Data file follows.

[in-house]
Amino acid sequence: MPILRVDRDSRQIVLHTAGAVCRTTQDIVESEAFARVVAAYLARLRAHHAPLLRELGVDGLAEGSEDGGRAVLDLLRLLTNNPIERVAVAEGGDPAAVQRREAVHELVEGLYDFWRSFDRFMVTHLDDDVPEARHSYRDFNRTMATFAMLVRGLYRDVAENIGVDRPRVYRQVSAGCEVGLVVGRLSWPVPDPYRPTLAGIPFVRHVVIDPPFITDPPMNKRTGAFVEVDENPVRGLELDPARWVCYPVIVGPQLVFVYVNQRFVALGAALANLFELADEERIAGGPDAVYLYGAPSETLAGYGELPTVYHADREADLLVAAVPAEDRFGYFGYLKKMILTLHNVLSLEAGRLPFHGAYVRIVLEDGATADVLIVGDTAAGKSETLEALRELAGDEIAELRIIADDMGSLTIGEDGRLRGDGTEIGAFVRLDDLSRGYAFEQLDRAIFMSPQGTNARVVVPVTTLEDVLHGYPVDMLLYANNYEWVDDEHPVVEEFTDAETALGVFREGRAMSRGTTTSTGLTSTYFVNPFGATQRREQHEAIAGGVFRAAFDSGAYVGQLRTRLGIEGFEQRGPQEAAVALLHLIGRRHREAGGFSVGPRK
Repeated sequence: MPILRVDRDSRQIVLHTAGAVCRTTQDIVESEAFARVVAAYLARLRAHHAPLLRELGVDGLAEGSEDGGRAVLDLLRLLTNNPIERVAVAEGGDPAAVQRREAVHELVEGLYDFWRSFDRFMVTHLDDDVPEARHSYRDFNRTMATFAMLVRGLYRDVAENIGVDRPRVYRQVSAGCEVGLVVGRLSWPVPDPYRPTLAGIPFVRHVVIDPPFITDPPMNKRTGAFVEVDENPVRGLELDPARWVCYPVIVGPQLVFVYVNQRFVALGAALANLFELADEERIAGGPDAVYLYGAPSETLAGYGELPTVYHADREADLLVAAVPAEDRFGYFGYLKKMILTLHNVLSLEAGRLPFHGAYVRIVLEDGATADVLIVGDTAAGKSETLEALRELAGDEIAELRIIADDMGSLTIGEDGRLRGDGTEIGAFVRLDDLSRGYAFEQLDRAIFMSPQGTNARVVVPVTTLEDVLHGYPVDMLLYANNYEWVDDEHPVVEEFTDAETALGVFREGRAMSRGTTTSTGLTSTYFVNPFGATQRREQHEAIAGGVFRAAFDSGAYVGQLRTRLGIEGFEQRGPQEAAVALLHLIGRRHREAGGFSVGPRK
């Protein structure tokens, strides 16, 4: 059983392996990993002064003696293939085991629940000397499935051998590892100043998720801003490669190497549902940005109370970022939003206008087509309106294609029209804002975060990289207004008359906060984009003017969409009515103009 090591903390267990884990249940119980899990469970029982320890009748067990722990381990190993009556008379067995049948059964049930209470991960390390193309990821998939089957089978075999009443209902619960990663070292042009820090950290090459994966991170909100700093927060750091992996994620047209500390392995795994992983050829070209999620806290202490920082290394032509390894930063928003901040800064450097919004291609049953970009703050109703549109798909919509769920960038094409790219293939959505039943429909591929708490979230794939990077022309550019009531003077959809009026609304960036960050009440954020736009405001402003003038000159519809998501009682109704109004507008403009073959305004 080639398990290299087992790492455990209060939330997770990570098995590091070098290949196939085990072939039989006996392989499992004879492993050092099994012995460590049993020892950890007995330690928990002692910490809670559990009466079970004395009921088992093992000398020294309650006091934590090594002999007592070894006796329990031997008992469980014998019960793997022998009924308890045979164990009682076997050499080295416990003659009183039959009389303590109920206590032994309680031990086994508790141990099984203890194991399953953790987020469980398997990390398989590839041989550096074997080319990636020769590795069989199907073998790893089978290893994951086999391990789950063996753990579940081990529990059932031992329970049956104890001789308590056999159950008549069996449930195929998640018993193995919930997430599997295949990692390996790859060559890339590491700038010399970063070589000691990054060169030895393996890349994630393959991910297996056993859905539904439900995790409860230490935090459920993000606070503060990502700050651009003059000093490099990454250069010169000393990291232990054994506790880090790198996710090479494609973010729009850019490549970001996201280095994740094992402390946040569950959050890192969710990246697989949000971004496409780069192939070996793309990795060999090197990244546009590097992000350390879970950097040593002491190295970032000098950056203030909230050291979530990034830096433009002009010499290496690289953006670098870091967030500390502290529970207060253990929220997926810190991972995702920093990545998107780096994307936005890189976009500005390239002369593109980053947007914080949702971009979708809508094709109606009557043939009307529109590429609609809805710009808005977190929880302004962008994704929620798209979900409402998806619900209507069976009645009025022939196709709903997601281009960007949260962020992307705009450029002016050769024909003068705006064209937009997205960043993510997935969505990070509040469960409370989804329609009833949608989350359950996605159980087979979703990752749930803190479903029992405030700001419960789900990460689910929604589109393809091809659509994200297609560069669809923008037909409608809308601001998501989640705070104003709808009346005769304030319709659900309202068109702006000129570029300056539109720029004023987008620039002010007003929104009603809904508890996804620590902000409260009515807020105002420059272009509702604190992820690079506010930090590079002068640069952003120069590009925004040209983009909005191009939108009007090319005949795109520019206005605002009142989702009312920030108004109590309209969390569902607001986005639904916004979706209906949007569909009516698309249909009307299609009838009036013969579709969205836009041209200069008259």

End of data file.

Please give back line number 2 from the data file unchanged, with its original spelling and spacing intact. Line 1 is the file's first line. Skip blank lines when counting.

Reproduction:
Amino acid sequence: MPILRVDRDSRQIVLHTAGAVCRTTQDIVESEAFARVVAAYLARLRAHHAPLLRELGVDGLAEGSEDGGRAVLDLLRLLTNNPIERVAVAEGGDPAAVQRREAVHELVEGLYDFWRSFDRFMVTHLDDDVPEARHSYRDFNRTMATFAMLVRGLYRDVAENIGVDRPRVYRQVSAGCEVGLVVGRLSWPVPDPYRPTLAGIPFVRHVVIDPPFITDPPMNKRTGAFVEVDENPVRGLELDPARWVCYPVIVGPQLVFVYVNQRFVALGAALANLFELADEERIAGGPDAVYLYGAPSETLAGYGELPTVYHADREADLLVAAVPAEDRFGYFGYLKKMILTLHNVLSLEAGRLPFHGAYVRIVLEDGATADVLIVGDTAAGKSETLEALRELAGDEIAELRIIADDMGSLTIGEDGRLRGDGTEIGAFVRLDDLSRGYAFEQLDRAIFMSPQGTNARVVVPVTTLEDVLHGYPVDMLLYANNYEWVDDEHPVVEEFTDAETALGVFREGRAMSRGTTTSTGLTSTYFVNPFGATQRREQHEAIAGGVFRAAFDSGAYVGQLRTRLGIEGFEQRGPQEAAVALLHLIGRRHREAGGFSVGPRK